Gyotaku (pronounced something like "jo-taku") is an ancient Japanese art form in which prints are made by inking a fish and pressing rice paper on it. In Japanese, "gyo" means "fish" and "taku" means "print" or "rubbing." It's harder than it sounds.
- John Giearach
Jack Brown lived seven and a half years in Japan during the late seventies. During that time he fished, and learned the six hundred years old art of Gyotaku. Used originally to record impressions of fish, nowadays Gyotaku receives enthusiastic reception as a decorative and interpretive art form. Today fish rubbings and prints can be seen displayed alongside other notable pieces of art.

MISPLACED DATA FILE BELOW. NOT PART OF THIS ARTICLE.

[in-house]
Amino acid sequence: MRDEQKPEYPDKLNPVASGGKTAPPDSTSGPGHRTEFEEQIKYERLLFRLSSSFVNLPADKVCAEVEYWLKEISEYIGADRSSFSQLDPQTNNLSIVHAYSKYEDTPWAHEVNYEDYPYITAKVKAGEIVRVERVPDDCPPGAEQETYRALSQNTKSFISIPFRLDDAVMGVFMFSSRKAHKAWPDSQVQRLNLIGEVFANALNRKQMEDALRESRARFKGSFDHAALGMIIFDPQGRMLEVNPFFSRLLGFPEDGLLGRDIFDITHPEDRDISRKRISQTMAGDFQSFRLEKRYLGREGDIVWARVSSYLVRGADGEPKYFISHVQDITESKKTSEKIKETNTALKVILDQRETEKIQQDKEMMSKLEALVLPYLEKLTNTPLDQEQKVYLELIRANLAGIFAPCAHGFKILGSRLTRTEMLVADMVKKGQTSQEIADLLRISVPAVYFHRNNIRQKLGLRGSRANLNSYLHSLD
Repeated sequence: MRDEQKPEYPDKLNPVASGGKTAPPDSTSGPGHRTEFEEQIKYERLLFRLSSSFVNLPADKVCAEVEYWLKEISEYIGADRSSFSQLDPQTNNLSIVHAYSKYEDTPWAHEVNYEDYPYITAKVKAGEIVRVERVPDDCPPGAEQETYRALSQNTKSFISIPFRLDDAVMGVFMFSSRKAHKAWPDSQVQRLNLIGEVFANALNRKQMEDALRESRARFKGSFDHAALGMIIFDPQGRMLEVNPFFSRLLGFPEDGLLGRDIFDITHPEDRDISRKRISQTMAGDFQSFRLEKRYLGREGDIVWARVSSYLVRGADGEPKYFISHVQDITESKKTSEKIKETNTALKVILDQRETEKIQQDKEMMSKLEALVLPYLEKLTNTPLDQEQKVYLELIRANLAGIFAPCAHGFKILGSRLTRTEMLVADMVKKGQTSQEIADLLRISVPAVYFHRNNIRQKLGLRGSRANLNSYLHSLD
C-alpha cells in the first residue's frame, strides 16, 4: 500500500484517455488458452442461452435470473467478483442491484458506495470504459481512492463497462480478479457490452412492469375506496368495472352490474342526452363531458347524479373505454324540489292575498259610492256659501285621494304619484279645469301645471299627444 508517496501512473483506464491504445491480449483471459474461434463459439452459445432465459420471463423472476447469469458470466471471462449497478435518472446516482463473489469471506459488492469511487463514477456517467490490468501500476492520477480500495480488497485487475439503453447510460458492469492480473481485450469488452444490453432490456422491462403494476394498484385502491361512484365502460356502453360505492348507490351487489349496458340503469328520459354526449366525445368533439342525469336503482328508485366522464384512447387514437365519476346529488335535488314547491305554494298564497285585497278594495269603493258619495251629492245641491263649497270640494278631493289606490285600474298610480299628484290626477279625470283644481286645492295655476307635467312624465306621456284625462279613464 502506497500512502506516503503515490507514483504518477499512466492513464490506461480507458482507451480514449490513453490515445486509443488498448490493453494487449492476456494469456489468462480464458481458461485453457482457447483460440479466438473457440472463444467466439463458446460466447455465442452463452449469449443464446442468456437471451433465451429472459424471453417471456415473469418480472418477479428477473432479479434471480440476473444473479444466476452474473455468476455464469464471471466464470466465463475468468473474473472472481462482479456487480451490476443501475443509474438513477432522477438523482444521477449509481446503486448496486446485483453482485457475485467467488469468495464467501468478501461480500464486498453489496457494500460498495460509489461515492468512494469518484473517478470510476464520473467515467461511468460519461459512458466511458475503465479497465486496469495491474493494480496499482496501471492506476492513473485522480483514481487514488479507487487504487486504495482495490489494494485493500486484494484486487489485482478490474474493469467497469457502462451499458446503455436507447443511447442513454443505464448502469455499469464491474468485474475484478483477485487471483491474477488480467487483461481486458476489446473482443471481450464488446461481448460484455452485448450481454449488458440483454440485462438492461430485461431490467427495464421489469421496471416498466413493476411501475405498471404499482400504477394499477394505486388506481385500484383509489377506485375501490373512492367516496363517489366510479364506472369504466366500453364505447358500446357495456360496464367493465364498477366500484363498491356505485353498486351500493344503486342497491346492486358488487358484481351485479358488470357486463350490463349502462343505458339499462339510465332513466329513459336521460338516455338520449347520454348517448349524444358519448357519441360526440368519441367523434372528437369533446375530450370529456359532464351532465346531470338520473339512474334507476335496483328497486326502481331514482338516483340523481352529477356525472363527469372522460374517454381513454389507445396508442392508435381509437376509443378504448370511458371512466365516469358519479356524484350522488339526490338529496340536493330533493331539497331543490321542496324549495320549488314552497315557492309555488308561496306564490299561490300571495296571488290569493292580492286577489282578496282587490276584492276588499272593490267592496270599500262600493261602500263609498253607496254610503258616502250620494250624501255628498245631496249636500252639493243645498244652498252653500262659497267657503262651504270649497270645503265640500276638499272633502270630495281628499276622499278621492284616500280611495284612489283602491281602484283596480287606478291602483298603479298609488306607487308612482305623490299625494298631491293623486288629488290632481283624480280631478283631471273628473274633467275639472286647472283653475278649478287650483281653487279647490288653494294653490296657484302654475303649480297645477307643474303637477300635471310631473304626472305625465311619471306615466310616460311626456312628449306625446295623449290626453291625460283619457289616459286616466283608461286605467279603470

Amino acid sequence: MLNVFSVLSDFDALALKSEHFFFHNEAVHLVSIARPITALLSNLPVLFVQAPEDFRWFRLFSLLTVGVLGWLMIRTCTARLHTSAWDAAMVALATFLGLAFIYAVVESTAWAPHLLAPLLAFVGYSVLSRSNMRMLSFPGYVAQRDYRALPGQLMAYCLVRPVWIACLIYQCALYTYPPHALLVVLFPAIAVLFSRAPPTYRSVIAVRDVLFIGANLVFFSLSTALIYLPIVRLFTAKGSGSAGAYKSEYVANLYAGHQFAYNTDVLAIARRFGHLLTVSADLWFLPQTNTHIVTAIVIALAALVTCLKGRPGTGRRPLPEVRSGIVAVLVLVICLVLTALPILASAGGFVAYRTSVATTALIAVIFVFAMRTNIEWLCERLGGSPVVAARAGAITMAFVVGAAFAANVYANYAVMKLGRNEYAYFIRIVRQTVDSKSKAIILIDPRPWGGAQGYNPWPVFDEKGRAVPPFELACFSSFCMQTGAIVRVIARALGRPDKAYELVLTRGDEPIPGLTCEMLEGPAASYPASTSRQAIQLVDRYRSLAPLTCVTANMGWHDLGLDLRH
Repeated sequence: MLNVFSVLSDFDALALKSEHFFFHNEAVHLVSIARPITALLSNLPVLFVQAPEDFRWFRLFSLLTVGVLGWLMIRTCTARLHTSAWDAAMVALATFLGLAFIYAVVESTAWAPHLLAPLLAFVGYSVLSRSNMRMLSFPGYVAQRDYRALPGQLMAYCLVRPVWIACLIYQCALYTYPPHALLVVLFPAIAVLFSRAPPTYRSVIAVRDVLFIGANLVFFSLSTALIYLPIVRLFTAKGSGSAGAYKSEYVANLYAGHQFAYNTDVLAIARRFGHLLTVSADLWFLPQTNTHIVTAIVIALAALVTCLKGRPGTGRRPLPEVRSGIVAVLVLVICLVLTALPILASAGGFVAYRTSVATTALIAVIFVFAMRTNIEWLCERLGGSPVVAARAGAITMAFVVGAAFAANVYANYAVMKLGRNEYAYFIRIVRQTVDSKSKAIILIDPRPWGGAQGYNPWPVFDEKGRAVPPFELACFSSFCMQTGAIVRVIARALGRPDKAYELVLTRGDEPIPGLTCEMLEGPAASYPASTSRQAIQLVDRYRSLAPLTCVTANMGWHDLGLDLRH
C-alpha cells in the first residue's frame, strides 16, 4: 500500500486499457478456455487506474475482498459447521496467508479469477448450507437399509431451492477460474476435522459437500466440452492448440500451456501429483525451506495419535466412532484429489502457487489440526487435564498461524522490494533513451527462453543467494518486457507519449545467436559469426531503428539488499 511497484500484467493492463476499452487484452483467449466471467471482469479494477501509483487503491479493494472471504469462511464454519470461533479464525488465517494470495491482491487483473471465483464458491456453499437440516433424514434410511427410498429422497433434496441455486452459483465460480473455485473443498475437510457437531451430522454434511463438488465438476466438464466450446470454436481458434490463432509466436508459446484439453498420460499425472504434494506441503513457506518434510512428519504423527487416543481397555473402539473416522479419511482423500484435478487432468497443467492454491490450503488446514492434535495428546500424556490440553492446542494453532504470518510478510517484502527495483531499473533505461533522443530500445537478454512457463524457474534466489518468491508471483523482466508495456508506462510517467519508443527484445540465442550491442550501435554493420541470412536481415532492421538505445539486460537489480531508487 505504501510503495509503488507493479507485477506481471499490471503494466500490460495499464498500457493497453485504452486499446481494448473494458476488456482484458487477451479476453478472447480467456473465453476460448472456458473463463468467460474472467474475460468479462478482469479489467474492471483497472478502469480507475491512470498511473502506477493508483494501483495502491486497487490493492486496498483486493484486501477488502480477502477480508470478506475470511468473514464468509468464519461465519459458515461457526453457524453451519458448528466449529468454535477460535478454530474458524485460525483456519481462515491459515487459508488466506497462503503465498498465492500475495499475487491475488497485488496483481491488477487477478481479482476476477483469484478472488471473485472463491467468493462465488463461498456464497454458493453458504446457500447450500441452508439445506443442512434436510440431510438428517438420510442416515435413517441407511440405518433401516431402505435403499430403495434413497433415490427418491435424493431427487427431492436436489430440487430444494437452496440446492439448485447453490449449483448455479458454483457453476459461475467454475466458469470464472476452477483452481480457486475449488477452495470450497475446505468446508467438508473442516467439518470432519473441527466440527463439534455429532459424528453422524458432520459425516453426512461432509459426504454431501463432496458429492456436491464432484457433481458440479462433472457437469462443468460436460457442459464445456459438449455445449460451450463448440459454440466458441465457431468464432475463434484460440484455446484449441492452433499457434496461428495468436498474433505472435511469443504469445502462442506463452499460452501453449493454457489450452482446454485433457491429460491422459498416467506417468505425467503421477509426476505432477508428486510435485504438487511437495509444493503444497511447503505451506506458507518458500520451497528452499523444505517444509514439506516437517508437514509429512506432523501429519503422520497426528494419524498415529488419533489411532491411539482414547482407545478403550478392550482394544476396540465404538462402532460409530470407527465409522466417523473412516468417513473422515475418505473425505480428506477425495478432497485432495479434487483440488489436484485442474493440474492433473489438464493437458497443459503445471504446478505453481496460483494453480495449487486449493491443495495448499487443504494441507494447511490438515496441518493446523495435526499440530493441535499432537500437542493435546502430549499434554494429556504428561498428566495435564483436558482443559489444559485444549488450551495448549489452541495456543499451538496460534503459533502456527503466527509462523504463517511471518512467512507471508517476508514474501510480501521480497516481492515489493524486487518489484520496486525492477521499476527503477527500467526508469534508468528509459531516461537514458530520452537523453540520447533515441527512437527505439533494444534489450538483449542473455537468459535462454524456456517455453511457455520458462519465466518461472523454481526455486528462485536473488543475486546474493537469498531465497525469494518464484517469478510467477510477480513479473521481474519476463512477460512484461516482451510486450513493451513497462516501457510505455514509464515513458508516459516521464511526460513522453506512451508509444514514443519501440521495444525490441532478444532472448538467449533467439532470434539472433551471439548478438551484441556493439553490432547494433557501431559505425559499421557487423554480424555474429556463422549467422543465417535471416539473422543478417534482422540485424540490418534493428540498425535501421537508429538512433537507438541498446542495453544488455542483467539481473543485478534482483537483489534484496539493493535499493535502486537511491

Jack sent me two absolutely beautiful prints: a brown trout and a steelhead. The fish rubbings made by Jack Brown are great gifts for fishermen.
Visit his website at www.kechenenyfishprints.com